For more than one hundred years, people have come to the Ludlow Massacre Memorial site to remember the dead, to place themselves within a larger narrative of labor history, and to learn about what occurred there. Communities of Ludlow reveals the perseverance, memory, and work that has been done to enrich and share the narratives of the people of Ludlow and the experiences of those who commemorate it.
The history of the Ludlow Massacre encompasses the stories of immigrant groups, women, the working-class, and people of color as much as the story of that tragedy, and the continued relevance of these issues creates a need for remembrance and discussion of how to make the events of the Ludlow Massacre available to contemporary society. The book outlines recent efforts to remember and commemorate this important historical event, documenting the unique collaborations in public scholarship and outreach among the diverse group of people involved in marking the 100-year anniversary of the Ludlow Massacre. The chapters relate the tales of the stewards of the Ludlow Massacre—the various communities that rallied together to keep this history alive and show its relevance, including lineal descendants, members of the United Mine Workers of America, historians, archaeologists, scholars, artists, interpreters, authors, playwrights, and politicians. The book also offers tips, strategies, and cautionary tales for practicing engaged public scholarship.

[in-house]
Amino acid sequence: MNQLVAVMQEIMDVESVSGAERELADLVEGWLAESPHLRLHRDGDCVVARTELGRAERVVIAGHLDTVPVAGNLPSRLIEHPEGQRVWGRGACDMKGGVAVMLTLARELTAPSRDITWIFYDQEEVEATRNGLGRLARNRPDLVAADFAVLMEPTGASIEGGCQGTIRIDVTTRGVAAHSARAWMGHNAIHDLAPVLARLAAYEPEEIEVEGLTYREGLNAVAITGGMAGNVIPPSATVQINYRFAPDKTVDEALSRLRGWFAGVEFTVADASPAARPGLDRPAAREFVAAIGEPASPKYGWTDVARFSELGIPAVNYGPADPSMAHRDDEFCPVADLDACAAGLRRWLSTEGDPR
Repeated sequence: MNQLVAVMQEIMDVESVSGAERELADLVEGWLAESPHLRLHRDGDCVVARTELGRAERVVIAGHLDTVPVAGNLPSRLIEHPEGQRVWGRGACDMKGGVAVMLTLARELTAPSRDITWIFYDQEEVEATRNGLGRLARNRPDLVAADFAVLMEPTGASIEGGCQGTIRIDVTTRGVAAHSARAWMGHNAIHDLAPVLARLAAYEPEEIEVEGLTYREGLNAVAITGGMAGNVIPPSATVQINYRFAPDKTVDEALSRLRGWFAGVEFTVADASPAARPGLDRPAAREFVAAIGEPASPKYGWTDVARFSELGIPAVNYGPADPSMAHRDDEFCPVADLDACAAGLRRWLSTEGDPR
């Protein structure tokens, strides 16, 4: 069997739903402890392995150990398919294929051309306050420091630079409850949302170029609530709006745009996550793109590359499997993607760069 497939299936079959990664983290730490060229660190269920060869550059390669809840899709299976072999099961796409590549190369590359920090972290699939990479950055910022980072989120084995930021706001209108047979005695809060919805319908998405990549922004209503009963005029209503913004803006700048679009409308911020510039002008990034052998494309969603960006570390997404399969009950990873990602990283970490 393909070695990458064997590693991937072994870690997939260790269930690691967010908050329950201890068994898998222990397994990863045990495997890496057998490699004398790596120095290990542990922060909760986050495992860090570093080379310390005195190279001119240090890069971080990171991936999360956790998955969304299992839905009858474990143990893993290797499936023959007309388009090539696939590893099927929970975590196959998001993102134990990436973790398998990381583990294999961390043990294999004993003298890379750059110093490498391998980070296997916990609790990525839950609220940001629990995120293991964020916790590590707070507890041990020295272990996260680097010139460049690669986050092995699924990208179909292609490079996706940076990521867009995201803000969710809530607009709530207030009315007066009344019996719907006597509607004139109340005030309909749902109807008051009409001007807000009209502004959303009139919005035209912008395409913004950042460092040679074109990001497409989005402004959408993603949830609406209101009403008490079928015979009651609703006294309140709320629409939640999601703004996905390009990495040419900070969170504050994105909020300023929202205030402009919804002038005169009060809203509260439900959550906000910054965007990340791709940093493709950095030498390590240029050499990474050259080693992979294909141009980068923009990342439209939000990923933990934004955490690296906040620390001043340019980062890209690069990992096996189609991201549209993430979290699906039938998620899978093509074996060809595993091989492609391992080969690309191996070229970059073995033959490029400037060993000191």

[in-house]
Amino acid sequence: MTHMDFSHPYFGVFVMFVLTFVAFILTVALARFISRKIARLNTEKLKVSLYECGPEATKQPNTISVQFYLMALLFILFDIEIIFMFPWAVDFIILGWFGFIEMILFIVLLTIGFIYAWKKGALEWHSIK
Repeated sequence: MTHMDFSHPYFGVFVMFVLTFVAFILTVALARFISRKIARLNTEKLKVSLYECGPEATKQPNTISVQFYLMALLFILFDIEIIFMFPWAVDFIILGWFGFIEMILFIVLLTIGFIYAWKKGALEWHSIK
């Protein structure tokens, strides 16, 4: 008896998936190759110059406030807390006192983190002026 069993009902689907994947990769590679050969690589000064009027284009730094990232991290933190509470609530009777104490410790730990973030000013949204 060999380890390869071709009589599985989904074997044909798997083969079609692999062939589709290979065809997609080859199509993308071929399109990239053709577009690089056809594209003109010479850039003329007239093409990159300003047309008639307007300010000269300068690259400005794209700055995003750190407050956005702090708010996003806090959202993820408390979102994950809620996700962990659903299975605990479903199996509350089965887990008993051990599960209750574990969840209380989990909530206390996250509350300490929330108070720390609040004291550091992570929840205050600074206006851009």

The history of the Ludlow Massacre has been told as a tragedy of striking miners in the West that occurred during a turbulent time in US labor relations, but it is so much more than that. Communities of Ludlow explores the intersections of public scholarship, advocacy, and personal experience, weaving these perspectives together with models for practicing public scholarship to illustrate the power of creating spaces for sharing ideas and information in an environment that encourages creativity, open dialogue, public outreach, political action, and alternative narratives.
Contributors: Robert Butero, Robin Henry, Michael Jacobson, Elizabeth Jameson, Linda Linville, Matthew Maher, Yolanda Romero
About the Author
Fawn-Amber Montoya is associate dean of honors and professor of history at James Madison University and cochair of the Ludlow Centennial Commemoration Commission. She is the editor of Making an American Workforce and coauthor of Practicing Oral History to Connect University to Community. As professor of history at Colorado State University Pueblo from 2008 to 2018, she received university-wide awards for service, advising, and mentoring.
Karin Larkin is associate professor and curator in the Anthropology Department at the University of Colorado at Colorado Springs and vice chair of the Ludlow Centennial Commemoration Commission. She was the second project director for the Colorado Coalfield War Archaeological Project and is coeditor of The Archaeology of Class War and numerous book chapters and articles. She received the Stephen H. Hart Award for Historic Preservation for work on the Colorado Coalfield War Archaeology Project.
“There is no book that does what this book does, that provides a strategy for doing this kind of work and illustrates that strategy with such a detailed and important example. That the case study here is such a controversial and divisive story makes this volume all the more valuable.” —Peter Rachleff, Macalester University
“This engaging collection of reminiscences, oral histories, diverse scholarly articles, artistic and musical contributions, and innovative teaching essays greatly credits the important and highly successful multiyear work of the Ludlow Centennial Commemoration Commission.” —Harvey Schwartz, curator of the ILWU Oral History Collection
“Communities of Ludlow is both a history of the conflict and an attempt to bring contemporary recognition to Ludlow and its impact on the American labor movement. . . . What makes the book compelling are the stories of the strike participants.” —The Denver Post